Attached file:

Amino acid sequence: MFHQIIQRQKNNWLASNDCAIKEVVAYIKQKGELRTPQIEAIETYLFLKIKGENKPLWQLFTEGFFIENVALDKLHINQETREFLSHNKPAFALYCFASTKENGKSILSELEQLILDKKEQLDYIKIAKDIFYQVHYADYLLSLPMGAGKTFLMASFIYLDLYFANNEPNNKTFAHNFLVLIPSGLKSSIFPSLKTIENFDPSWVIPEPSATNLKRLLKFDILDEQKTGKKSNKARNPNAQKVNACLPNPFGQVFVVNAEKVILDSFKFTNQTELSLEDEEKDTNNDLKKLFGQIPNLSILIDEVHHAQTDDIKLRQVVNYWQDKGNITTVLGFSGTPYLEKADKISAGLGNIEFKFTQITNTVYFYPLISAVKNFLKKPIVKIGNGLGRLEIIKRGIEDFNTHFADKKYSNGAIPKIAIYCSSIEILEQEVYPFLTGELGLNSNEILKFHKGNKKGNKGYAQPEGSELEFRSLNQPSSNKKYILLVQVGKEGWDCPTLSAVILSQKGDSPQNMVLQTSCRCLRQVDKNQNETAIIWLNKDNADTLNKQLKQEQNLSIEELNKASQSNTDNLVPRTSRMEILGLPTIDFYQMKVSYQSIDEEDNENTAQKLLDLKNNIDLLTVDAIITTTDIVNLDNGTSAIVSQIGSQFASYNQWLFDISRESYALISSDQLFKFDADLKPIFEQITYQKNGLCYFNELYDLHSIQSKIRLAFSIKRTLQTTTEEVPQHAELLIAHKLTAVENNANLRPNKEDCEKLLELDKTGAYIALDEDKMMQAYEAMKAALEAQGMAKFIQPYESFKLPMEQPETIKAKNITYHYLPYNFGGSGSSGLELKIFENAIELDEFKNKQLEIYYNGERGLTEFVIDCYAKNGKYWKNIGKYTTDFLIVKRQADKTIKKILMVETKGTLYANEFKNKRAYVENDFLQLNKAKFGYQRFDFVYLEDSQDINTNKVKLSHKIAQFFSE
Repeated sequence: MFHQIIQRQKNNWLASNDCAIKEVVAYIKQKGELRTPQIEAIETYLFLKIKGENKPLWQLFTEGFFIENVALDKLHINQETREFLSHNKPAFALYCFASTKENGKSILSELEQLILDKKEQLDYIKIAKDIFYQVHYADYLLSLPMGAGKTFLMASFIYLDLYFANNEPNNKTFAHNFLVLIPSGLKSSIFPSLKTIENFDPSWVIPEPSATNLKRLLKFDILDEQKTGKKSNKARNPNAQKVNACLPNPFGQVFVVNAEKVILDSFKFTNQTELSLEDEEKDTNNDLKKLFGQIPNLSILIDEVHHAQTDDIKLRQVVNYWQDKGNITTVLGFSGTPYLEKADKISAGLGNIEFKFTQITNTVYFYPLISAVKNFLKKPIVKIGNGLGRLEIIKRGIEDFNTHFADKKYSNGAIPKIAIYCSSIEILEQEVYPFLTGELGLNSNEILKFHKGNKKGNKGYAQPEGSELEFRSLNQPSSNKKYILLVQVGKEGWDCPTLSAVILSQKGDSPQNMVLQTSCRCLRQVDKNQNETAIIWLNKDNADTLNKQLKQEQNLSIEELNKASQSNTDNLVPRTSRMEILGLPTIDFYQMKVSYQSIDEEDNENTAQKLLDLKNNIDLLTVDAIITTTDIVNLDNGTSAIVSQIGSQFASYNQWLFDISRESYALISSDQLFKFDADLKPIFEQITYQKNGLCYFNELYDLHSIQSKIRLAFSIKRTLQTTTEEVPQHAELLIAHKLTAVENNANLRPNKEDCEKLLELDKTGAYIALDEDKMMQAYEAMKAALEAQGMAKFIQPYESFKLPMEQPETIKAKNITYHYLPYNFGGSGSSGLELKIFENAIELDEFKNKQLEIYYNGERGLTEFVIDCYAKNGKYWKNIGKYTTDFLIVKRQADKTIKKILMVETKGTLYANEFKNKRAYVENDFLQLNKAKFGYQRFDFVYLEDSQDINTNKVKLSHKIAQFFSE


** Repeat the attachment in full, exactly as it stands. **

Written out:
Amino acid sequence: MFHQIIQRQKNNWLASNDCAIKEVVAYIKQKGELRTPQIEAIETYLFLKIKGENKPLWQLFTEGFFIENVALDKLHINQETREFLSHNKPAFALYCFASTKENGKSILSELEQLILDKKEQLDYIKIAKDIFYQVHYADYLLSLPMGAGKTFLMASFIYLDLYFANNEPNNKTFAHNFLVLIPSGLKSSIFPSLKTIENFDPSWVIPEPSATNLKRLLKFDILDEQKTGKKSNKARNPNAQKVNACLPNPFGQVFVVNAEKVILDSFKFTNQTELSLEDEEKDTNNDLKKLFGQIPNLSILIDEVHHAQTDDIKLRQVVNYWQDKGNITTVLGFSGTPYLEKADKISAGLGNIEFKFTQITNTVYFYPLISAVKNFLKKPIVKIGNGLGRLEIIKRGIEDFNTHFADKKYSNGAIPKIAIYCSSIEILEQEVYPFLTGELGLNSNEILKFHKGNKKGNKGYAQPEGSELEFRSLNQPSSNKKYILLVQVGKEGWDCPTLSAVILSQKGDSPQNMVLQTSCRCLRQVDKNQNETAIIWLNKDNADTLNKQLKQEQNLSIEELNKASQSNTDNLVPRTSRMEILGLPTIDFYQMKVSYQSIDEEDNENTAQKLLDLKNNIDLLTVDAIITTTDIVNLDNGTSAIVSQIGSQFASYNQWLFDISRESYALISSDQLFKFDADLKPIFEQITYQKNGLCYFNELYDLHSIQSKIRLAFSIKRTLQTTTEEVPQHAELLIAHKLTAVENNANLRPNKEDCEKLLELDKTGAYIALDEDKMMQAYEAMKAALEAQGMAKFIQPYESFKLPMEQPETIKAKNITYHYLPYNFGGSGSSGLELKIFENAIELDEFKNKQLEIYYNGERGLTEFVIDCYAKNGKYWKNIGKYTTDFLIVKRQADKTIKKILMVETKGTLYANEFKNKRAYVENDFLQLNKAKFGYQRFDFVYLEDSQDINTNKVKLSHKIAQFFSE
Repeated sequence: MFHQIIQRQKNNWLASNDCAIKEVVAYIKQKGELRTPQIEAIETYLFLKIKGENKPLWQLFTEGFFIENVALDKLHINQETREFLSHNKPAFALYCFASTKENGKSILSELEQLILDKKEQLDYIKIAKDIFYQVHYADYLLSLPMGAGKTFLMASFIYLDLYFANNEPNNKTFAHNFLVLIPSGLKSSIFPSLKTIENFDPSWVIPEPSATNLKRLLKFDILDEQKTGKKSNKARNPNAQKVNACLPNPFGQVFVVNAEKVILDSFKFTNQTELSLEDEEKDTNNDLKKLFGQIPNLSILIDEVHHAQTDDIKLRQVVNYWQDKGNITTVLGFSGTPYLEKADKISAGLGNIEFKFTQITNTVYFYPLISAVKNFLKKPIVKIGNGLGRLEIIKRGIEDFNTHFADKKYSNGAIPKIAIYCSSIEILEQEVYPFLTGELGLNSNEILKFHKGNKKGNKGYAQPEGSELEFRSLNQPSSNKKYILLVQVGKEGWDCPTLSAVILSQKGDSPQNMVLQTSCRCLRQVDKNQNETAIIWLNKDNADTLNKQLKQEQNLSIEELNKASQSNTDNLVPRTSRMEILGLPTIDFYQMKVSYQSIDEEDNENTAQKLLDLKNNIDLLTVDAIITTTDIVNLDNGTSAIVSQIGSQFASYNQWLFDISRESYALISSDQLFKFDADLKPIFEQITYQKNGLCYFNELYDLHSIQSKIRLAFSIKRTLQTTTEEVPQHAELLIAHKLTAVENNANLRPNKEDCEKLLELDKTGAYIALDEDKMMQAYEAMKAALEAQGMAKFIQPYESFKLPMEQPETIKAKNITYHYLPYNFGGSGSSGLELKIFENAIELDEFKNKQLEIYYNGERGLTEFVIDCYAKNGKYWKNIGKYTTDFLIVKRQADKTIKKILMVETKGTLYANEFKNKRAYVENDFLQLNKAKFGYQRFDFVYLEDSQDINTNKVKLSHKIAQFFSE